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Francis Meloche

 

Master student

Department of biology, chemistry and geography, UQAR

Des Ursulines Building
300 Allée des Ursulines
Quebec, Canada
G5L 3A1

418.723.1986 extension 1052
Francis.Meloche@uqar.ca

 

 


 
 
 

Research project

Spatial variability of snowpack properties and application of SNOWPACK model in an operational avalanche forecasting context, Gaspésie, Canada

Summary of the project
Since 2002, avalanche forecasts are released for the skiing area of the Chic-Chocs mountain range by Avalanche Québec. Since 2004, the organization expanded his services to avalanche prone slopes on provincial road 132 and 198 of northern Gaspésie. The goal is to set up an operational avalanche forecasting system for the ministère des Transports, de la Mobilité durable et de l'Électrification des transport (MTMDET). The weather conditions differs between the two main sectors of operation. One of the biggest challenge in avalanche forecasting is to assess the spatial variability of snowpack properties in order to evaluate the stability of a slope. No study has focussed on the spatial variability of the meteorological conditions between these areas and its effects on the snowpack properties. The absence of knowledge in the area makes the forecasting complex.

Objectives
The principal objective is to assess the spatial variability of snowpack properties for the two operational areas of Avalanche Québec. The spatial variability will be described on a seasonal winter scale and following two spatial scales: 1) regional scale (inter-site), between slopes along the roads in northern Gaspésie and the Chic-Chocs mountain range; and 2) slope scale (intra-site). The main objective will be acheived by focussing on the following three specific objectives:
1) Characterise the microclimatic conditions over each slopes for the two study area;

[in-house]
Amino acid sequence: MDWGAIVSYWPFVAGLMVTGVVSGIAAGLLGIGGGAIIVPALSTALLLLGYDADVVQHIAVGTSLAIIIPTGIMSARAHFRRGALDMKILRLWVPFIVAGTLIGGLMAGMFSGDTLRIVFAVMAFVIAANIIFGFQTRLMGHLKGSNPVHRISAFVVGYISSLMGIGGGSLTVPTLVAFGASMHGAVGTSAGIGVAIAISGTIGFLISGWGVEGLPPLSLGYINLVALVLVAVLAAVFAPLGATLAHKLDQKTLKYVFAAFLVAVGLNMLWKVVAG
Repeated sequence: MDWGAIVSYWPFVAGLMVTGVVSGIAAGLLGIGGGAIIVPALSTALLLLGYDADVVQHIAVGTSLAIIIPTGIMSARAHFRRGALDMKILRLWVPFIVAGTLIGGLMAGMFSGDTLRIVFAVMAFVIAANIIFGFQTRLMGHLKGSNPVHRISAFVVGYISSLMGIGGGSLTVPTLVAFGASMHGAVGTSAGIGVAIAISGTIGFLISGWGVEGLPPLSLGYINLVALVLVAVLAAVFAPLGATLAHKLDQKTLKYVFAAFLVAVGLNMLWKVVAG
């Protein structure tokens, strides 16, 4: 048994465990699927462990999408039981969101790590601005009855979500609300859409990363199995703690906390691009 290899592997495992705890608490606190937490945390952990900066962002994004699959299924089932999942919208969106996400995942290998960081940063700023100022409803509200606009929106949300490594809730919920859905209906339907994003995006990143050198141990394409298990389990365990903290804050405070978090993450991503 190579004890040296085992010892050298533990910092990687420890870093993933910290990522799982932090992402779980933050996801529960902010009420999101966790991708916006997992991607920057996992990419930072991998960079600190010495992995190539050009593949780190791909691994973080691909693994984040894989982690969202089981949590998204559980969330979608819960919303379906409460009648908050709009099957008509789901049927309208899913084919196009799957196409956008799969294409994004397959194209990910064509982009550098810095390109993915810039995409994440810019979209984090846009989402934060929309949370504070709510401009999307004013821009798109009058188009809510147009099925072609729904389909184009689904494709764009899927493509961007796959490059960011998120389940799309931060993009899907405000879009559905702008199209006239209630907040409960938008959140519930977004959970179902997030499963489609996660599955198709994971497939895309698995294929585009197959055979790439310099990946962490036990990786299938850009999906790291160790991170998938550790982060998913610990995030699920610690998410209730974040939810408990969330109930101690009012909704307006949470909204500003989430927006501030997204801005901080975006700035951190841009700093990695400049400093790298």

2) Explain the spatial variability of snowpack properties;
3) Evaluate the SNOWPACK model to simulate the snowpack properties in different microclimatic contexts.

Methods
Two winters of data collection has been planned with Avalanche Québec. Six avalanche slopes will be studied and snowpack properties will be analyzed. These slopes have been chosen to represent the climatic conditions of the two study areas. A network of weather stations and surveillance cameras has been installed to characterize the microclimatic conditions, to document the snow cover and the occurrence of avalanches. Field surveys will be achieved systematically each month. Manual snow profile will be used to describe the snowpack properties. The spatial variability of each study site will be estimated by measuring the penetration resistance of the snow with a numerical penetrometer (Smartprobe2, Avatech). Geostatistical analysis will be used to explain snowpack properties at regional scale and to estimate the spatial variability of weak layer at local scale. Finally, the snowpack properties will be simulated using the SNOWPACK model and validated with the snow profiles. The performance of the model will be tested and adapted to the different microclimatic contexts. Ultimately, the model will be integrated into an avalanche operational forecasting system.

 
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